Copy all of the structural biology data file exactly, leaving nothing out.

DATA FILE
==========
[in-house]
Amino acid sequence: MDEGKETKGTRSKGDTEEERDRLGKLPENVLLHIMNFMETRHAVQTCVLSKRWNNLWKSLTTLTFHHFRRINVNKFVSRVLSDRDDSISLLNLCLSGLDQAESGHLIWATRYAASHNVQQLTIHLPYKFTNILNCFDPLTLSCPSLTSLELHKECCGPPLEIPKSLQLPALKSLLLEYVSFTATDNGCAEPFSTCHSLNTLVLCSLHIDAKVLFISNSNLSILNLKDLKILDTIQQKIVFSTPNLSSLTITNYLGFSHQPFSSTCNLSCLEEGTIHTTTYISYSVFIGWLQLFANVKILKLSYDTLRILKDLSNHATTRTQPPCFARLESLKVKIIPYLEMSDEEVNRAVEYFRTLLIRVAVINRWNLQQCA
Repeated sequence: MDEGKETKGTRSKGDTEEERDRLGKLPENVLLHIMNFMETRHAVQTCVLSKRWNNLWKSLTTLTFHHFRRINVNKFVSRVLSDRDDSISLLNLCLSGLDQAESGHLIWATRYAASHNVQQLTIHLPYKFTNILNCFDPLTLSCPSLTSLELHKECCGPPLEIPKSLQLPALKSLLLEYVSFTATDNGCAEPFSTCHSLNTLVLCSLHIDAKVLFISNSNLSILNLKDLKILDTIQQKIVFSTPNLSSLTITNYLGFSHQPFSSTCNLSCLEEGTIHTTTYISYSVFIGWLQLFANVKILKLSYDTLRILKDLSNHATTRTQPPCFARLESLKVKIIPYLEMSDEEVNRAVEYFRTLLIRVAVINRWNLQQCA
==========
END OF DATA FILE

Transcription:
[in-house]
Amino acid sequence: MDEGKETKGTRSKGDTEEERDRLGKLPENVLLHIMNFMETRHAVQTCVLSKRWNNLWKSLTTLTFHHFRRINVNKFVSRVLSDRDDSISLLNLCLSGLDQAESGHLIWATRYAASHNVQQLTIHLPYKFTNILNCFDPLTLSCPSLTSLELHKECCGPPLEIPKSLQLPALKSLLLEYVSFTATDNGCAEPFSTCHSLNTLVLCSLHIDAKVLFISNSNLSILNLKDLKILDTIQQKIVFSTPNLSSLTITNYLGFSHQPFSSTCNLSCLEEGTIHTTTYISYSVFIGWLQLFANVKILKLSYDTLRILKDLSNHATTRTQPPCFARLESLKVKIIPYLEMSDEEVNRAVEYFRTLLIRVAVINRWNLQQCA
Repeated sequence: MDEGKETKGTRSKGDTEEERDRLGKLPENVLLHIMNFMETRHAVQTCVLSKRWNNLWKSLTTLTFHHFRRINVNKFVSRVLSDRDDSISLLNLCLSGLDQAESGHLIWATRYAASHNVQQLTIHLPYKFTNILNCFDPLTLSCPSLTSLELHKECCGPPLEIPKSLQLPALKSLLLEYVSFTATDNGCAEPFSTCHSLNTLVLCSLHIDAKVLFISNSNLSILNLKDLKILDTIQQKIVFSTPNLSSLTITNYLGFSHQPFSSTCNLSCLEEGTIHTTTYISYSVFIGWLQLFANVKILKLSYDTLRILKDLSNHATTRTQPPCFARLESLKVKIIPYLEMSDEEVNRAVEYFRTLLIRVAVINRWNLQQCA